For this assignment, I did more voice acting for Merrell Shale. The instructions were to make a public service announcement, so I just thought of someplace that Merrell’s voice might be useful and decided to make a video about gambling addiction. I added a slide with some stats, but I could not find enough useful stats to fill it out as well as I would have liked. At the end, I switch from the information slides to a few images I thought fit what was being said better. I recorded the voice with audacity, then added it to movie maker. I added the pictures and captions to the audio. Then, I found a song that fit the mood, and I made sure to add credits again to give credit to freeplay for the music.

Morse, bet you cannot figure it out.

For this assignment, I created a video using old fashioned playing cards to create some Morse code. I used a few different playing cards to distinguish consecutive dots and dashed, and I used transitions to split things apart so it could be deciphered. Highlight the section between here (The right side up cards are dots, the sideways cards are dashes, and the transitions indicate new letters) and here if you want to know how the cipher works.  After I arranged the images, cut them to the times that I liked, I found some appropriate music. Then, I added some credits to include my twitter handle and attribution for the song that I used. If you don’t want the take the time to figure it out, highlight between here (the answer is Merrill, my characters first name) and here. Likewise, you can click the link in that invisible section of test my mousing over it for a hint that really spoils the answer. I wanted to keep it short, just one word, so that it doesn’t take long to decipher for anyone so inclined.

Week 11

So, I spent the first part of this week recovering from a hard drive failure. I had only partial backups, so it took some work to get back to square one. Then, I tried my hand at video editing with adobe premier, but although it seems to have more useful features, it is not nearly as intuitive as windows movie maker. I will try again another time. So, the first assignment I did this week, with movie maker, for 5 stars was a review of a few powerful moments in film.

My next assignment for 4.5 stars was a montage of Benicio del Toro, one of my favorite actors. I tried to emphasize both his range and his intensity.

For my first 5 stars involving my character, I made a video of a Morse code puzzle of sorts.

For my final assignment for another 5 stars with my character and a total of 19.5 overall, I made a service announcement.

My Daily Creates are here. The one I particularly enjoyed this week was making the surreal image from the photo of the valley. I say some interesting ideas for surreal photos that I might play around with in the future if I have some time.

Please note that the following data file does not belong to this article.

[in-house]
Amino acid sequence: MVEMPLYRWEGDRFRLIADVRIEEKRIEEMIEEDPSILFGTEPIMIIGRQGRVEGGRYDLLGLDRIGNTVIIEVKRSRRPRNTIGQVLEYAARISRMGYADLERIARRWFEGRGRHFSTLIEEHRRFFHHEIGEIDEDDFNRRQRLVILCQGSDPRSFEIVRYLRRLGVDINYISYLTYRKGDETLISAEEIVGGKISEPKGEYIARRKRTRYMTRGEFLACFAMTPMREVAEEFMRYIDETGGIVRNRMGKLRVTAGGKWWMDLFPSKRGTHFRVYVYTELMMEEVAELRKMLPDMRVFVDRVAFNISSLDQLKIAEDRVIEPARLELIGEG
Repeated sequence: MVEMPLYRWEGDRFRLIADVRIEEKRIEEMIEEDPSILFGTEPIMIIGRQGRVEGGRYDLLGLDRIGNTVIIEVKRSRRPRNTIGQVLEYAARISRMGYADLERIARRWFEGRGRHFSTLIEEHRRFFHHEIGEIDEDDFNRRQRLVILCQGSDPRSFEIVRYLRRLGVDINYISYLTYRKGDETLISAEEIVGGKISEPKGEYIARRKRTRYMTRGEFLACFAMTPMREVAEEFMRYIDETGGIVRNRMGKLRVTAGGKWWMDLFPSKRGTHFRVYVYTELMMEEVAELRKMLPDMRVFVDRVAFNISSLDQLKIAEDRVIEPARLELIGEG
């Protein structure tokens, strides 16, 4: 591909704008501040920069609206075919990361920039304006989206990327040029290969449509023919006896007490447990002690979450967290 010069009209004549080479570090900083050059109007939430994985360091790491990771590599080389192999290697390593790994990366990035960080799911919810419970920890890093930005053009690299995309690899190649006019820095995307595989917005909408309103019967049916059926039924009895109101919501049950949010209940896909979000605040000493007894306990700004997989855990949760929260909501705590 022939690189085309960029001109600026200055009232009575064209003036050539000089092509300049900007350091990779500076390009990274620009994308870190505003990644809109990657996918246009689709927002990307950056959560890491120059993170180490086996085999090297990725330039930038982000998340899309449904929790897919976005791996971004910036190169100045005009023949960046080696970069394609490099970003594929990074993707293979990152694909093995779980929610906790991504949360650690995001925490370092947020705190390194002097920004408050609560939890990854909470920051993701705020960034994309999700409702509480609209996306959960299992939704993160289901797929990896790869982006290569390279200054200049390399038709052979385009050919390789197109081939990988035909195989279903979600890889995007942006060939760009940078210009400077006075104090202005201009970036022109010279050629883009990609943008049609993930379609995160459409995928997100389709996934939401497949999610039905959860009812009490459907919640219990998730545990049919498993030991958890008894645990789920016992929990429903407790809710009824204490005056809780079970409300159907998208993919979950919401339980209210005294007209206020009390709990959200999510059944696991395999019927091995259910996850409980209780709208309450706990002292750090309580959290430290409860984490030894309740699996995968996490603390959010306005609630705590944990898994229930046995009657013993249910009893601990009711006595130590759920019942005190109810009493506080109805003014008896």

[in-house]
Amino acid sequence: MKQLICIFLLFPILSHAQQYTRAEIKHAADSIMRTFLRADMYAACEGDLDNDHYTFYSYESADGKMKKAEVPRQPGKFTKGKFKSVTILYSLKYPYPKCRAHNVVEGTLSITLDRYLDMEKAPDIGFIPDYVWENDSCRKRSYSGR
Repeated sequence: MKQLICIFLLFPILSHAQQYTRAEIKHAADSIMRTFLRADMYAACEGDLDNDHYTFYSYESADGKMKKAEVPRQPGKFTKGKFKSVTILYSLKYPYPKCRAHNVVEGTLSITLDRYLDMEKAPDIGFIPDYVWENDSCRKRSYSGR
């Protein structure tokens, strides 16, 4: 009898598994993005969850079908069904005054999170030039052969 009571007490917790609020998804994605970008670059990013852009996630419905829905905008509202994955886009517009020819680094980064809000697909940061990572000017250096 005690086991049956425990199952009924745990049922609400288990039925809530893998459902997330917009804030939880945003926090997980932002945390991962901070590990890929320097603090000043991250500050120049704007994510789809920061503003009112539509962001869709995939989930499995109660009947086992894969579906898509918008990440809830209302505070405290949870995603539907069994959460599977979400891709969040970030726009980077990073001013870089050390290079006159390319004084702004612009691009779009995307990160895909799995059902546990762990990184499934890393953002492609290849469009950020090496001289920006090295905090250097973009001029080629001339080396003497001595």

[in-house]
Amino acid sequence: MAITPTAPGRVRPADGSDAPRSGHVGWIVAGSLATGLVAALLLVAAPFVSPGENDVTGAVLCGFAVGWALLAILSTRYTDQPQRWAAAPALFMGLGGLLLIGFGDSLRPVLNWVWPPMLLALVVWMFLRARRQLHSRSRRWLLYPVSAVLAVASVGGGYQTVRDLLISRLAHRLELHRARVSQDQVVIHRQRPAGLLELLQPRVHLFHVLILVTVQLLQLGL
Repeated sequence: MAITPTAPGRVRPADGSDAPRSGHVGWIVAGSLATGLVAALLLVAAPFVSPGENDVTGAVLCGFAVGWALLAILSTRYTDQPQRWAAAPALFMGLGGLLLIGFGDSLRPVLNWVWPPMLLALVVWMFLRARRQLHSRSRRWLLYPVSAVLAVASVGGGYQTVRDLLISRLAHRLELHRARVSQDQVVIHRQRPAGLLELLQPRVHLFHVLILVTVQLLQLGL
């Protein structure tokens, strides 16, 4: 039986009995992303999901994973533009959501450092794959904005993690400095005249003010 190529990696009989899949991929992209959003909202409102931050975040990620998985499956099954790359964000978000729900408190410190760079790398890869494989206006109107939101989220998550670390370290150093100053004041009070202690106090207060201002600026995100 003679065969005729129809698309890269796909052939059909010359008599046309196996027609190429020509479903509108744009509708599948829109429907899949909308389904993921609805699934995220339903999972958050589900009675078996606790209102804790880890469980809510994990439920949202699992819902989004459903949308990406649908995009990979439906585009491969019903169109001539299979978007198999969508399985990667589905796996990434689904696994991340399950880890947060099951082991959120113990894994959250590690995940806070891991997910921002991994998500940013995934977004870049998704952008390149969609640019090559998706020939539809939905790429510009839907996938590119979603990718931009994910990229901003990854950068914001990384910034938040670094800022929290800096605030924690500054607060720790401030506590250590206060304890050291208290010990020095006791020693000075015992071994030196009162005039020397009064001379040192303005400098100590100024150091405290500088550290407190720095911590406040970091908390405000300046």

3 Inspiring Video Moments

So, for this assignment, I made a video of a few really powerful and influential scenes. The one from Band of Brothers and Pay it Forward instantly came to mind when I saw this assignment, but I had to put a bit of thought into coming up with the third. Accordingly, as I viewed the scenes while making the assignment, the former 2 still, repeatedly, inspired quite a bit of feeling. The scene from Band of Brothers is really a great moment in film and in history, since the event actually took place. The scene in Pay it Forward, however, has a significance all its own. I delve into some of that in the video, but it really made a lasting impact or at least coincided temporally with a period of drastic change in my life. The last scene I included because of the single line that actually made me want to see what was really a sub-par movie in the first place. I waited the whole movie for that scene, and I can’t honestly say I was disappointed when it came. The line, “canceling the apocalypse,” gives me goosebumps when I think about it.
To create the video, I added the three clips together in movie maker and then extracted the full audio with audacity. I used audacity to lay my audio over the audio from the films, then I re imported both the audio and original video into movie maker.

Week 10: Whats in that shot?

So, for this week, we turned out attention to video where I realized that despite having seen more movies than almost anyone I know, I know almost nothing about the film making process that guides them or what makes them good. In watching the “Every Frame a Painting” my owns were pried open to recognize some of what separates a bad film from a good one other than superfluous explosions. I watched a few that were not assigned, and now I am curious if he ever does a show on Guy Ritchie, my favorite film maker. So, after learning what needs to be learned to start the week, I made a video essay to reflect on Django Unchained.